Home » Discrete Geometry » The prehistory of the Sylvester-Gallai theorem

# The prehistory of the Sylvester-Gallai theorem

In 1893 James Joseph Sylvester posed the following problem:

Prove that it is not possible to arrange any finite number of real points so that a right line through every two of them shall pass through a third, unless they all lie in the same right line.

This problem was subsequently solved by Tibor Gallai in 1933 and later many solutions appeared. It is nowadays known as the:

Sylvester-Gallai Theorem. Let $\mathcal{S}$ be a finite set of points in the plane. Suppose that the line through any two points of $\mathcal{S}$ passes through a third point of $\mathcal{S}$. Then all the points of $\mathcal{S}$ are collinear.

Much has been written about this theorem and its history. See for example this article. Here I want to speculate about its prehistory. How did Sylvester arrive at this problem? The answer may most likely be found in this figure:

This is a diagram of the affine plane of order 3. There are 9 points and 12 lines. Each line passes through 3 points and each point lies on 4 lines. Four of the lines are not drawn straight. Indeed, it follows from the Sylvester-Gallai Theorem that it is impossible to draw this diagram with all the lines straight. Through any two points there is a line that also passes through a third point.

This combinatorial structure was most likely first discovered by Julius Plücker, and is described in his 1835 book with the title System der analytischen Geometrie, auf neue Betrachtungsweisen gegründet, und insbesondere eine ausführliche Theorie der Curven dritter Ordnung enthaltend. Plücker discovered this structure by studying the inflection points of a nonsingular cubic curve in the complex projective plane.

The cubic curve with homogeneous equation $x^3+y^3+z^3+xyz=0$ has nine inflection points given by homogeneous coordinates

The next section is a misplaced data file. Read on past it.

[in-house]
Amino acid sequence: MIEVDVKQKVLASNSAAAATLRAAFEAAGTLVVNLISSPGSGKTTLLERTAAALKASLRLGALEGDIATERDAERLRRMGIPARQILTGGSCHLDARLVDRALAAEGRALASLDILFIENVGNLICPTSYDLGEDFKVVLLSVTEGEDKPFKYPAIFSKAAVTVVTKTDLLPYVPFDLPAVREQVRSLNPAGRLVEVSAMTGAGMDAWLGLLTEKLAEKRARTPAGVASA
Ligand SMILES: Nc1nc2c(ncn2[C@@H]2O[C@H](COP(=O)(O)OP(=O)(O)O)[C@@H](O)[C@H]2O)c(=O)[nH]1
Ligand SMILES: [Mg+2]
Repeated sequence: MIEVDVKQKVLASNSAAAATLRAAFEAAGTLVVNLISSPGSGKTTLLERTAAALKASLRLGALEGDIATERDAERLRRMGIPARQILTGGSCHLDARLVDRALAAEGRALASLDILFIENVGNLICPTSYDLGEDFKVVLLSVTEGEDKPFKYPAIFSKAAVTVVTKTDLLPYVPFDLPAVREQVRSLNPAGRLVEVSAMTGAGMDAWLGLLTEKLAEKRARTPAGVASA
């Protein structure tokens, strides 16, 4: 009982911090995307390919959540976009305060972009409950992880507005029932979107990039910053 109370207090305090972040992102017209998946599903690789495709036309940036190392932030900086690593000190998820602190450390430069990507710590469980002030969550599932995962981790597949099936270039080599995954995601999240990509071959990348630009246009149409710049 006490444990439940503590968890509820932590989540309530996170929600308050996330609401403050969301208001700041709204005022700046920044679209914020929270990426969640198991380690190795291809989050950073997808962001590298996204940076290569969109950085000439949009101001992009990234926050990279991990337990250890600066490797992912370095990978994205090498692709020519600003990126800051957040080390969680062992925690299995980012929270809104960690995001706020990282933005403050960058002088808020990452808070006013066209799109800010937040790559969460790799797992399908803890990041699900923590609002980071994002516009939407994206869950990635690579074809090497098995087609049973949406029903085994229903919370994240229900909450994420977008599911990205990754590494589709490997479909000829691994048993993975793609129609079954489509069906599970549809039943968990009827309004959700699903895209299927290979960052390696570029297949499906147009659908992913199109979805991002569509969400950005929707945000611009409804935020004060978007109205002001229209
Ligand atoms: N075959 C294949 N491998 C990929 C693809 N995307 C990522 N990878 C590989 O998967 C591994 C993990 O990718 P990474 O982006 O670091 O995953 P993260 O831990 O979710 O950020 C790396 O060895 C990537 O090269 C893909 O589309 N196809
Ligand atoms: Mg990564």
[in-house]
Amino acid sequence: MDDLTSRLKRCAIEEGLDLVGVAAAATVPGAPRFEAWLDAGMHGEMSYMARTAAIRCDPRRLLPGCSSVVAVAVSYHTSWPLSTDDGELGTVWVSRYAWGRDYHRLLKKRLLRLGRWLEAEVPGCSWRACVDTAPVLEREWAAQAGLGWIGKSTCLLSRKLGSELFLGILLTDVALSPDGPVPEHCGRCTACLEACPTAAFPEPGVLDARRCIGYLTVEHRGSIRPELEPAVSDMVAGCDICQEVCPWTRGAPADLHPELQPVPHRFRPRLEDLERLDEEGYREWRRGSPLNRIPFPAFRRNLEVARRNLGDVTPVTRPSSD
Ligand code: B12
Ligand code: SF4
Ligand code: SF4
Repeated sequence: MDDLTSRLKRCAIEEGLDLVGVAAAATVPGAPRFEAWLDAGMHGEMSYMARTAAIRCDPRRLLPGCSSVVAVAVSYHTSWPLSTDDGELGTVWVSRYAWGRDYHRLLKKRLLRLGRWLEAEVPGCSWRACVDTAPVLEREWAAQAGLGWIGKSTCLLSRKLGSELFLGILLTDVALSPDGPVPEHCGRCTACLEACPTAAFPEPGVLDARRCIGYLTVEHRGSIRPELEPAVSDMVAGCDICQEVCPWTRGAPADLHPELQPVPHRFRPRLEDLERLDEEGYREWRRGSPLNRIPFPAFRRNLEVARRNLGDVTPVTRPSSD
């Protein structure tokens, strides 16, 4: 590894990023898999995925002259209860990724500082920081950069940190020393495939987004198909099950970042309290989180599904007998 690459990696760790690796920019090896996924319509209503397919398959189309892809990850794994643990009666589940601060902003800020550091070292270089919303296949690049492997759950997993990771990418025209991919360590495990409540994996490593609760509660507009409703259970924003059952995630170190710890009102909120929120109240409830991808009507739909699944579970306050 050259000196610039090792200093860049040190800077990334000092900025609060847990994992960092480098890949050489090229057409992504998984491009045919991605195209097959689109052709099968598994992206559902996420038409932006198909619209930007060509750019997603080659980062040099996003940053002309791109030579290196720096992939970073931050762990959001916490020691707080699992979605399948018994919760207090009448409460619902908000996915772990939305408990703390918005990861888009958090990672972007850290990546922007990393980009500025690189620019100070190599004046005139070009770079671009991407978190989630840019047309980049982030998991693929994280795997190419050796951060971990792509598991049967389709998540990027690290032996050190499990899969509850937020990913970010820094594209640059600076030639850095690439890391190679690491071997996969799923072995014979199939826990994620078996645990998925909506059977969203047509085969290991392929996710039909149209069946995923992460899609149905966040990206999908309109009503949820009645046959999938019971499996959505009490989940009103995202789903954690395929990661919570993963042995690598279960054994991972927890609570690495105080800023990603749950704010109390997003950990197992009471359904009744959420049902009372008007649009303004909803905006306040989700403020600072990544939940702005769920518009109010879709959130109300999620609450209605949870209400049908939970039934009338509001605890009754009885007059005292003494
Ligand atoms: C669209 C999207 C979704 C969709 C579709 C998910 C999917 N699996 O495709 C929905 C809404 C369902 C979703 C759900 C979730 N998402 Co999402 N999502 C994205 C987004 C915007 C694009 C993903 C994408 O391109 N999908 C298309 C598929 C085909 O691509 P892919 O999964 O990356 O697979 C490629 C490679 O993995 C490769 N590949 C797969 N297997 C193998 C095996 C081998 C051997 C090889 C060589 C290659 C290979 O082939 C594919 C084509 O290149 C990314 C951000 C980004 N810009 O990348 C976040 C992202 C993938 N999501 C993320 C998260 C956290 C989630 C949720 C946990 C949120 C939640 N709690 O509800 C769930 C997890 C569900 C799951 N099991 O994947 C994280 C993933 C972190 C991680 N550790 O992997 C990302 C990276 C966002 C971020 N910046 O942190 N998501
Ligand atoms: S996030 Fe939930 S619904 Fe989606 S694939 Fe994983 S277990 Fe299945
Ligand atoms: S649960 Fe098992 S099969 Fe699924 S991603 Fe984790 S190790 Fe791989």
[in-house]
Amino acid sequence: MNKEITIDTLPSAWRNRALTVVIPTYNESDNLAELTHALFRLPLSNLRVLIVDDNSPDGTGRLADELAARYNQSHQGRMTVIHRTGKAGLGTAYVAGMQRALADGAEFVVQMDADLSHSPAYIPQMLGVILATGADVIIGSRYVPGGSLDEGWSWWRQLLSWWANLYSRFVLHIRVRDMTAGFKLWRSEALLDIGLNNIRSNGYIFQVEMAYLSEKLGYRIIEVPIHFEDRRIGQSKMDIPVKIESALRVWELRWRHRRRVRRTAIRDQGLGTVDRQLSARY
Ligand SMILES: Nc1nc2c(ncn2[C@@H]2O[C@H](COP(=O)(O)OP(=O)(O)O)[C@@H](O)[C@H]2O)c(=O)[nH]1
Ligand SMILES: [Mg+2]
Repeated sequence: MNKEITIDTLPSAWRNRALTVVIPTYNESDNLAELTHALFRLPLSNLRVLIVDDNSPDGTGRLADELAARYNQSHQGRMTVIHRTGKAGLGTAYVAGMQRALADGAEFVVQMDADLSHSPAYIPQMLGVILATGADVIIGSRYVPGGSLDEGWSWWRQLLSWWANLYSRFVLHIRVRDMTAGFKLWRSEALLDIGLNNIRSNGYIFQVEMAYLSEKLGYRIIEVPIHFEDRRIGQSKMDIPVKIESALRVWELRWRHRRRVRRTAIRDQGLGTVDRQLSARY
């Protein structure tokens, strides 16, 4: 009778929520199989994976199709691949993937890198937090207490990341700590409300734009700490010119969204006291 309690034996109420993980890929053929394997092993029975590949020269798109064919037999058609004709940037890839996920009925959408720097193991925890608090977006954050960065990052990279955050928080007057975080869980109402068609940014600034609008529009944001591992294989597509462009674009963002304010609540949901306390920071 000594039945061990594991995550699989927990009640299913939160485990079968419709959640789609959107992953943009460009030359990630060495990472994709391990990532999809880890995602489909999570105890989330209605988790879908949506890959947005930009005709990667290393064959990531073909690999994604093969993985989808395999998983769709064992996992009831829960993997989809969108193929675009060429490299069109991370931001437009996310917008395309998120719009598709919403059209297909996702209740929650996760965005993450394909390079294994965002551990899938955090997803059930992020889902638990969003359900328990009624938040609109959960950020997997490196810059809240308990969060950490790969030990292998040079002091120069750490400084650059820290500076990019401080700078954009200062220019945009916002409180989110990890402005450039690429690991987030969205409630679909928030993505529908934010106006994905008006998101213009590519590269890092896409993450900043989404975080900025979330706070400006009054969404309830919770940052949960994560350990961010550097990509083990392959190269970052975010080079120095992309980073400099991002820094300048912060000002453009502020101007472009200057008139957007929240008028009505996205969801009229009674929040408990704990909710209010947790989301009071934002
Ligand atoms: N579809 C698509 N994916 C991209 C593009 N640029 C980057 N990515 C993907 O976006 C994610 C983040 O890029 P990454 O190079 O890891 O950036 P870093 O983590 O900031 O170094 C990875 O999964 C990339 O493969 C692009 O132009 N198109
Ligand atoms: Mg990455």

$\mathcal{S} = \{ (0,-1,1), (1, 0, -1), (-1,1, 0),$
$(0,-1,\omega), (\omega, 0, -1), (-1,\omega, 0),$
$(0,-1,\omega^2), (\omega^2, 0, -1), (-1,\omega^2, 0)\}$,

where $\omega$ is a cube root of unity. The set $\mathcal{S}$ has exactly the structure of the affine plane of order 3: the line through any two points of the set contains a third point of the set.

Going back to Sylvester’s wording of his problem, he specifically asks for “real points”. My guess is that he realized that the affine plane of order 3 cannot be realized in the real plane, and that he wondered whether there is any other such structure in the real plane. Interestingly, it does not seem that he had a solution, and the world had to wait another 30 for Paul Erdös to rediscover the question. It is also interesting that Erdös couldn’t solve it either. Gallai’s solution was eventually published in 1944 as one of the solutions to Sylvester’s problem that was posed by Erdös in the American Mathematical Monthly.

Bibliography

1. P. Borwein and W. O. J. Moser, A survey of Sylvester’s problem and its
generalizations
, Aequationes Math. 40 (1990), 111-135.
2. P. Erdös, Problem 4065, Amer. Math. Monthly 50 (1943), 65.
3. P. Erdös, Personal reminiscences and remarks on the mathematical
work of Tibor Gallai
, Combinatorica 2 (1982), 207-212.
4. J. Plücker, System der analytischen Geometrie, auf neue Betrachtungsweisen gegründet, und insbesondere eine ausführliche Theorie der Curven dritter Ordnung enthaltend, Duncker und Humblot, Berlin, 1835.
5. L. M. Pretorius and K. J. Swanepoel, The Sylvester-Gallai theorem, colourings and algebra, submitted. Update: Accepted by Discrete Mathematics.
6. R. Steinberg, Solution to Problem 4065, Amer. Math. Monthly 51 (1944), 169-171.
7. J. J. Sylvester, Mathematical question 11851, Educational Times
59 (1893), 98-99.
8. H. L. de Vries, Historical notes on Steiner systems, Discrete Math. 52 (1984), 293-297.